Welcome to interview seven of my week long series as part of the Coffin Hop Horror Web Tour. I have a few podcast and a few written interviews organized over at timothycward.com. Today, we welcome Greg Mitchell, author of The Coming Evil Trilogy. He is also an author in the upcoming Monsters! anthology put out by A Flame in the Dark, of which I, too, will be published. I’m giving away a copy as well as an ebook of the Feckless anthology, both of which feature authors from my leg of the Coffin Hop Tour.
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Tim: As a fellow Horror author I love writing stories that explore what
terrifies me. What do you love about writing Horror?
Greg — I believe that a lot of people who don’t “get” horror often sell it short. Horror, as a genre, is very intricate and offers something for nearly everyone. I think every horror author has something different that they get out of it, but it all comes down to fear. Some authors write in order to incite fear, but now that I think about it, I find it funny that that’s not really why I write horror. I think, primarily, I write it to face MY fears. The first movie monster that ever terrified me was Freddy Krueger.
I was just, like eleven or twelve, but I was fast on my way to becoming a teenager–and from what I had seen in Freddy movies, I knew that he killed teenagers. And while they slept! So, Freddy was a serious fear of mine as it seemed to be this force I would have to contend with when I became a teenager, ha ha. It really bothered me. I thought a lot about Freddy in those days. I had a deep fear of him, but, you know it wasn’t really Freddy I was afraid of–it was growing up, growing old, and dying, really. Freddy was just the symbol of that eventuality. Even back then, before I knew I wanted to be “a writer”, I dreamt up stories on the bus ride to school about how I would fight Freddy, and it made me feel better. In a very real way, that’s the same thing I’m doing now. I imagine the things that scare me (and others, I hope), and I write about how I might deal with those and fight back. Horror is very empowering to me. And, before you ask, no I’m not still afraid of Freddy, but I do enjoy his movies :p
Tim: Along those lines, what are some horrific circumstances and themes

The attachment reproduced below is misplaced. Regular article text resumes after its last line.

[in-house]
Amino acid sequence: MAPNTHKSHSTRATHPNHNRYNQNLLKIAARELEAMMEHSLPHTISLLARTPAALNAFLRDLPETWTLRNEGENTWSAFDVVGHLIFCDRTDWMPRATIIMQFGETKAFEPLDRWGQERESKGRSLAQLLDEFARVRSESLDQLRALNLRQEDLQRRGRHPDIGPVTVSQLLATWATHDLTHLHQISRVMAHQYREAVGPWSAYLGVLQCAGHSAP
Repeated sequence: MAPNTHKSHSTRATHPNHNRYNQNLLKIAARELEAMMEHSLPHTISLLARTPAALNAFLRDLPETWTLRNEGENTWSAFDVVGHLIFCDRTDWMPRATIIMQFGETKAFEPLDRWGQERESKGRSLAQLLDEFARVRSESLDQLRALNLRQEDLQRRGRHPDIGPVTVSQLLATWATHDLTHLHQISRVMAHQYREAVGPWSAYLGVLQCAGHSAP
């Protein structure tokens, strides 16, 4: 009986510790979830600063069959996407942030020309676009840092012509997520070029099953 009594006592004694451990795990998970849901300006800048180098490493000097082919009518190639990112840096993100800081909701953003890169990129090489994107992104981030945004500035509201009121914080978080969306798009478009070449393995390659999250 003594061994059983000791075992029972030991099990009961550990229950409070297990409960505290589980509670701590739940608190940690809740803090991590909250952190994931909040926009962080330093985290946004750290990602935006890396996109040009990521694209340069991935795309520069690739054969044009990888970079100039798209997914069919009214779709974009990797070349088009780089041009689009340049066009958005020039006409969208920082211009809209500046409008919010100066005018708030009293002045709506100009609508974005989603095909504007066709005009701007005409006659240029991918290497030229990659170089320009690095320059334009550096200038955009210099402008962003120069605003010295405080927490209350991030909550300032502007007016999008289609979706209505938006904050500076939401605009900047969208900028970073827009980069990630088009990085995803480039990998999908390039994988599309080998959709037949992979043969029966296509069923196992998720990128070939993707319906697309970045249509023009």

that come to mind from The Coming Evil Trilogy?
Greg — It’s funny because, I started writing The Coming Evil Trilogy over ten years ago before I was married and had kids, so I’ve found that the things that scare me have changed. Now, any time I write about putting a child in danger, I start to squirm uncomfortably. I don’t like that. And I imagine a number of my readers don’t like it either–but I ask them to trust me and hold on, the heroes are soon to the rescue, ha ha. But the predominant theme in The Coming Evil Trilogy, as far as the horror is concerned, is the helplessness. Since the book deals with demons, I think about REAL demons and how, in real life, we wouldn’t be smarting off with some witty comeback when faced with some ancient evil. We would be absolutely powerless in the presence of an ACTUAL demon from hell. Ultimately, as I’m writing a Christian Horror series, that plays perfectly into what I want to say about faith–namely that, on our own, we ARE powerless to fight against hell. But with God, all things are possible. He is the source of our power and our confidence. Apart from Him, we are helpless to save ourselves, both as individuals, and as the human race.
Tim: Great answers. I still remember in vivid detail the time my brother
and I convinced our babysitter to let us watch Freddy. Ho man, I think
we made it as far as the kids going into the basement and then we were
cowering in our rooms unable to sleep.
Greg — Ha, ha, you know it’s funny now that I think of it. I’ve often said that “The Monster Squad” had this huge influence on my young life and it remains a great inspiration to the things I write. I realize, now, that I first watched The Monster Squad during that time I was so afraid of Freddy. I watch this movie about kids my own age fighting back monsters and it really encouraged me! Those foul-mouthed little monster hunters were my heroes :p Still are.
Tim: I like the idea of reading and writing Horror, as you said, for the
purpose of being empowered. Secular Horror is often the opposite,
ending stories in a state of utter despair and hopelessness (an
inadvertent testament to our powerlessness alone).
Greg — I agree. I hate downer endings. I mean, I know that bad things are gonna happen to good people and not everyone is going to make it out, but I hate watching a movie where a character goes through hell, and then at the end, they get killed anyway. I think, what was the point? Why did I waste my hour and half watching something where the characters never had a shot at surviving?
Was there a concern as you wrote these characters out of
their holes that the ending would feel too easy because of the use of
God’s power to save them?
Is there a point in Christian fiction where
the lesson learned of “have faith and God will save the day” becomes
so predictable that it ruins the suspense?
How do you maintain the